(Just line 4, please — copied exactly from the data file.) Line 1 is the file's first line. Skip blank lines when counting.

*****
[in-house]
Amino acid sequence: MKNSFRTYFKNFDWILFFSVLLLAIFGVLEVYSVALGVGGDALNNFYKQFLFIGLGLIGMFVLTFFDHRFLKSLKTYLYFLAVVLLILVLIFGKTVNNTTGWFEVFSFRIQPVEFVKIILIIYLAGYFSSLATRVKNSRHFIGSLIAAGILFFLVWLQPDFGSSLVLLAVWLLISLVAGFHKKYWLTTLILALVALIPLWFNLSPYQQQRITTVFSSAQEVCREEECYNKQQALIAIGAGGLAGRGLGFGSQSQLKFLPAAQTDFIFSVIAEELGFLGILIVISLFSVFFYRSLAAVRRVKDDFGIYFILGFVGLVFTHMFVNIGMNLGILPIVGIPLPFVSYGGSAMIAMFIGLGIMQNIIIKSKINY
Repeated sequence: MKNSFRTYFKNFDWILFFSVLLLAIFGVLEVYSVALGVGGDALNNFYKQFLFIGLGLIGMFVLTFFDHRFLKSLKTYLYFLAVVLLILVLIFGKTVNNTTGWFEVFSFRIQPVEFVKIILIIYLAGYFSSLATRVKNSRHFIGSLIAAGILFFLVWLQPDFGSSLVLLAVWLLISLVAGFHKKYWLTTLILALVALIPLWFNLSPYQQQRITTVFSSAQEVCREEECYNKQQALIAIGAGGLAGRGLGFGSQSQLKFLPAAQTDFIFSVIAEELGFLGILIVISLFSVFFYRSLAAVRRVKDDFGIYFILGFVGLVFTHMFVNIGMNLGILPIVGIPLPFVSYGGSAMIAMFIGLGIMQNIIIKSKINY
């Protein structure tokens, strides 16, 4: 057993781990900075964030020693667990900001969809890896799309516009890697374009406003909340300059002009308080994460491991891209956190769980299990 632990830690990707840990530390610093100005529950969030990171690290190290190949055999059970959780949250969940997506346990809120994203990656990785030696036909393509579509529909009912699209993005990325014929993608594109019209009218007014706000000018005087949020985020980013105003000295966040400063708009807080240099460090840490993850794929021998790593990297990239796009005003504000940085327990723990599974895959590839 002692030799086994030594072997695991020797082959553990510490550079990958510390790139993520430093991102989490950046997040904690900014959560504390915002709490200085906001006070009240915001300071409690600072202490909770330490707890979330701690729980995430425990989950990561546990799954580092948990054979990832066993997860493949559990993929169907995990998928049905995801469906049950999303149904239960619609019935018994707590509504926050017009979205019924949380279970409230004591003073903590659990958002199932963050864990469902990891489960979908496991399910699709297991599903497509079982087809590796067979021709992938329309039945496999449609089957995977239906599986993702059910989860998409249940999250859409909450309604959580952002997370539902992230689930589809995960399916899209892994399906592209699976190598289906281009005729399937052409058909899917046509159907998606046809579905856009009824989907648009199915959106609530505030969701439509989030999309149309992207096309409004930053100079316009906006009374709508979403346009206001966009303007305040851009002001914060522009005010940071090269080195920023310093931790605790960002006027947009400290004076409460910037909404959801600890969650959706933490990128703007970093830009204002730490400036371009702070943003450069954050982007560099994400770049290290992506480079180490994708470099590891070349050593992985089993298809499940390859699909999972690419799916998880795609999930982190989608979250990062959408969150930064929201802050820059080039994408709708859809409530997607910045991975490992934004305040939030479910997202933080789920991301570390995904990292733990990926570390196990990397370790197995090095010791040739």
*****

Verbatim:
């Protein structure tokens, strides 16, 4: 057993781990900075964030020693667990900001969809890896799309516009890697374009406003909340300059002009308080994460491991891209956190769980299990 632990830690990707840990530390610093100005529950969030990171690290190290190949055999059970959780949250969940997506346990809120994203990656990785030696036909393509579509529909009912699209993005990325014929993608594109019209009218007014706000000018005087949020985020980013105003000295966040400063708009807080240099460090840490993850794929021998790593990297990239796009005003504000940085327990723990599974895959590839 002692030799086994030594072997695991020797082959553990510490550079990958510390790139993520430093991102989490950046997040904690900014959560504390915002709490200085906001006070009240915001300071409690600072202490909770330490707890979330701690729980995430425990989950990561546990799954580092948990054979990832066993997860493949559990993929169907995990998928049905995801469906049950999303149904239960619609019935018994707590509504926050017009979205019924949380279970409230004591003073903590659990958002199932963050864990469902990891489960979908496991399910699709297991599903497509079982087809590796067979021709992938329309039945496999449609089957995977239906599986993702059910989860998409249940999250859409909450309604959580952002997370539902992230689930589809995960399916899209892994399906592209699976190598289906281009005729399937052409058909899917046509159907998606046809579905856009009824989907648009199915959106609530505030969701439509989030999309149309992207096309409004930053100079316009906006009374709508979403346009206001966009303007305040851009002001914060522009005010940071090269080195920023310093931790605790960002006027947009400290004076409460910037909404959801600890969650959706933490990128703007970093830009204002730490400036371009702070943003450069954050982007560099994400770049290290992506480079180490994708470099590891070349050593992985089993298809499940390859699909999972690419799916998880795609999930982190989608979250990062959408969150930064929201802050820059080039994408709708859809409530997607910045991975490992934004305040939030479910997202933080789920991301570390995904990292733990990926570390196990990397370790197995090095010791040739």